How to fish with hard boddied lures

Hard bodied lures have been around since the dawn of fishing time. From roughly, hand carved pieces of timber to the extravagant and eye dazzling models produced today hard bodies have continually found their way into the tackle boxes of many anglers and for good reason. These fantastic lures will account for a large variety of fish species and are quite versatile being able to be either cast or trolled. Fishing with hard bodied lures can be an extremely productive technique providing four key rules are followed.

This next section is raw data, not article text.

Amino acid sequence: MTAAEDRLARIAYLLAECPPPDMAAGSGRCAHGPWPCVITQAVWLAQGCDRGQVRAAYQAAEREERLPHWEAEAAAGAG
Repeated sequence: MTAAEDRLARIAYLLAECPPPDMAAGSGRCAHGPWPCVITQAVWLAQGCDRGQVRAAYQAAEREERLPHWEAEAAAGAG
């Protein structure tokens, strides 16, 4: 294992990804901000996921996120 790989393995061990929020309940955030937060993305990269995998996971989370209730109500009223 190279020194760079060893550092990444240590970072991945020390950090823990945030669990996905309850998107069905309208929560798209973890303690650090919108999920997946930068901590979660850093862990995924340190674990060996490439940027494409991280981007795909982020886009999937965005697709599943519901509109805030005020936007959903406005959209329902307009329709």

1 – The right lure is selected – Selecting the right hard bodied lure requires some knowledge from the angler regarding what it will be used for and where? Example whilst targeting small to medium sized barramundi in dirty water, a small, 10 – 15cm, black and gold hard bodied lure with a rattle might be selected. Where as if chasing larger barra in cleaner ,salty water, a hard body that is larger and brighter in colouration with no rattle may be required. Knowing how deep a lure will swim is also crucial as is the required swimming speed of the lure as it is trolled. This is generally marked on the lure itself or the box it is presented in. Most estuary and demersal fish species prefer lures that swim as close to the sea floor or structure as possible. There fore selecting a hard bodied lure with a diving depth of around 3 – 4 meters would be ideal for fishing an area with water depths averaging around the five meter mark. Using a hard body with a similar diving depth in an area where the water is only 1 – 2 meters deep would cause the lure to constantly snag on any rough bottom structure present and would not be practical. Areas of bare sand can be fished by using lures with diving capabilities slightly deeper than the waters depth and this is a very popular technique for targeting ambush species such as the humble flathead. Fishing with hard bodied lures with diving depths shallower than the water they are being used in is ideal for targeting fish species that hunt their prey close to or on top of the water surface. Size and colour choice is also a key factor when selecting any lure and trying to replicate the exact size, profile and colour of the bait your intended target species is feeding on will increase chances considerably! Most lures on today’s market contain a series of stripes on them, this is designed to mimic the fright stripes often seen on bait fish during predatory situations. The weight of the lure and how far it is able to be cast should also be taken into careful consideration as trying to cast a lightly weighted, hard bodied lure a long distance is quite difficult, especially on bait cast or overhead tackle. The swimming depth of a hard bodied lure is generally determined by the size and angle of its bib. Example the larger and shallower the angle of the lues bib, the deeper it will then swim and of coarse vice versa.